The Night Train Swimmers Tackle the Sea of Cortez

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The Night Train Swimmers AttemptOn June 3rd, 2014, six swimmers – Susan Moody, Mauricio Prieto, David Ogden, Richard Ernst, Shannon Navarro and Luane Rowe under the leadership of Vitto Bialla – departed from El Tecolote beach near La Paz in a continuous relay swim across the Sea of Cortez, a distance of approximately 88 nautical miles (163 km).

The Night Train swimmers, as the team was called, were hoping to become the first group ever to successfully swim from the Baja California peninsula to the Mexican mainland.  The swim had been attempted on 4 other occasions in recent years – but had been called off mostly due to severe jellyfish stings, threatening marine life, and dangerous weather conditions.

The objective of their swim was to raise $100,000 US for Worldreader. Worldreader is a cutting edge non-profit whose mission is to eradicate illiteracy by delivering the largest culturally relevant library to the world’s poorest people—digitally and inexpensively.

I had the pleasure of meeting Susan, Mauricio, David, Richard, Shannon and Luane the night before their swim at a downtown restaurant. They were in good spirits and ready to tackle the Sea of Cortez.  They had all trained for months, some of them years, and although cautious of sharks, jellyfish, squid and other sea creatures, they were excited to head out to the waters the following morning and complete their goal.

My friend Edna Llorens, who has trained and swam with Vitto Bialla, was also there that night with the swimmers and several supporters. We chatted about the training that is needed to take on such a huge swim, the mental preparedness that is vital to such a daunting task and how open water swimming is huge in Australia, growing in the Bay area and just a blimp on the radar in La Paz.

Edna, a huge champion of open water swimming, is the founder and organizer of La Paz’s only open water swim event, Por Ellas.

Edna and Vitto had both attempted the same relay swim in 2010 with 4 other swimmers in hopes of becoming the first group to cross the Sea of Cortez. Unfortunately, after swimming 63.8 nautical miles unassisted and only 63.8 kilometers from the shores of Sinaloa, the team had to call off the swim due to severe jellyfish attacks.

“It was amazing that swim. It was sad in the end to not complete it but the Golf of California, the sea, always has the last word,” she said about having to call off the swim.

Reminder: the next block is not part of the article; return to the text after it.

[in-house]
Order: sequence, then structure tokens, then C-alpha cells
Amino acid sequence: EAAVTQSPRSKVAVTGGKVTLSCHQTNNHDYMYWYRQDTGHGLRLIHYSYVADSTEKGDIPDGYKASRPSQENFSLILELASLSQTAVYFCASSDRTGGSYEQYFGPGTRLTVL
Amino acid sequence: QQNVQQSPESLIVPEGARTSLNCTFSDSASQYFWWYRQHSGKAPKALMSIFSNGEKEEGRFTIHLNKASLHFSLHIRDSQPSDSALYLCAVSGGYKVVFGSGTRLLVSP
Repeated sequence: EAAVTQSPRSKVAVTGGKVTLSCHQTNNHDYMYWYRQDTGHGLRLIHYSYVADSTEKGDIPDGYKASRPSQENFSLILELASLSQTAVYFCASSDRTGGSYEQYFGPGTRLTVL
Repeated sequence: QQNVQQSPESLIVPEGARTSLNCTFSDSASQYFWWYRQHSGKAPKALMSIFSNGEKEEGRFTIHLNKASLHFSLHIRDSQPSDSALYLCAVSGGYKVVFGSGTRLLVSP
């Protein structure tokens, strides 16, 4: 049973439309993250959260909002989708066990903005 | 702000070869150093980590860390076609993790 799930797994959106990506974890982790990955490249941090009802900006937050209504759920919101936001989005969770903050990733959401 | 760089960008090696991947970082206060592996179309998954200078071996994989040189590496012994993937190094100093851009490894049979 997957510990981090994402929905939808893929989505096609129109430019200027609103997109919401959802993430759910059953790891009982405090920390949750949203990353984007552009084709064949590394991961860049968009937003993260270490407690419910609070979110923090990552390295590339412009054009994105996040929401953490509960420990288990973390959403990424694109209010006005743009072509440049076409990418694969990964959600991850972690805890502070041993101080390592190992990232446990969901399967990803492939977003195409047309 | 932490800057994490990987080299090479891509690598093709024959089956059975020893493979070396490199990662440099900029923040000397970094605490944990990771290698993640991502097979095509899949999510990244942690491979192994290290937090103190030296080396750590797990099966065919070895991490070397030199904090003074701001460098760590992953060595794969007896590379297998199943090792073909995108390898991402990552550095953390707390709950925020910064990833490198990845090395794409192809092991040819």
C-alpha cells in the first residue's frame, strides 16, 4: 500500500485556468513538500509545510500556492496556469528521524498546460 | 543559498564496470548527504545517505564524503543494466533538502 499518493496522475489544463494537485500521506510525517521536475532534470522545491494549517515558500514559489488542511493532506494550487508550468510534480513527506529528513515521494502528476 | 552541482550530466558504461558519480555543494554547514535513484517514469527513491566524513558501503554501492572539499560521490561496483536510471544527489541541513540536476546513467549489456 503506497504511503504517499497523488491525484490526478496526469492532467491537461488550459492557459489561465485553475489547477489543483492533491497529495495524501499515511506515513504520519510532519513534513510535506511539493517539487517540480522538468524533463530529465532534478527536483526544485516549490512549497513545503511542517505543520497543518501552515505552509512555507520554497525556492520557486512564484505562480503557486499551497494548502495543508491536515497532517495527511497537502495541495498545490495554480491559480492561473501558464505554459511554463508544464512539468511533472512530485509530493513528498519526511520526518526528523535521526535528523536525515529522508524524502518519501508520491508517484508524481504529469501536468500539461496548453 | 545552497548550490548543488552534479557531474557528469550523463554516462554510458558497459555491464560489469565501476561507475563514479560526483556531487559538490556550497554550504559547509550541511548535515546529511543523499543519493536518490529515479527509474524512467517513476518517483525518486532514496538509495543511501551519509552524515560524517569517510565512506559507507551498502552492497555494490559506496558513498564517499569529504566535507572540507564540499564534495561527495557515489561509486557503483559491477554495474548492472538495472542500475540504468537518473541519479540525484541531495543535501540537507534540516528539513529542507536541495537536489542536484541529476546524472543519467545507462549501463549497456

I was extremely excited for the Night Train swimmers and wished them well on their monumental task.  To cross the Sea of Cortez, they estimated that they would be swimming potentially three days.

The next morning, I followed their progress at and waited for  updates on the site, as communication out in the middle of the sea was minimal.

However, by the second day, with 22 hours into the swim, my heart sank as I read a message from Edna, “They had to call it off.”

A few days later, Susan Moody wrote on her blog about the swim, “At 7:00 am on the second day of the swim, Vito called us to a team meeting. The weather was getting even worse and it was too dangerous to be on the boat. There was nothing in our favor – the weather and ocean were adamant. It was clear that this attempt was impossible; I felt humble and completely sure that this was the only choice. The Sea of Cortez wasn’t going to let us cross her this time. We had swum 22 hours and made it 48 miles—just shy of the halfway mark. And Mexico wasn’t even in sight.”

To paraphrase Edna, I guess in the end, the sea always has the last word.

Huge congratulations to the Night Train swimmers for taking on such a swim for a very noble cause. I have the greatest respect and admiration for every single team member. Attempting to cross the Sea of Cortez is no small feat.

I have no doubt that next year, I will be getting a call that a group of swimmers will once again attempt to cross the Sea of Cortez.  And I wouldn’t be surprised if it were the same six swimmers.



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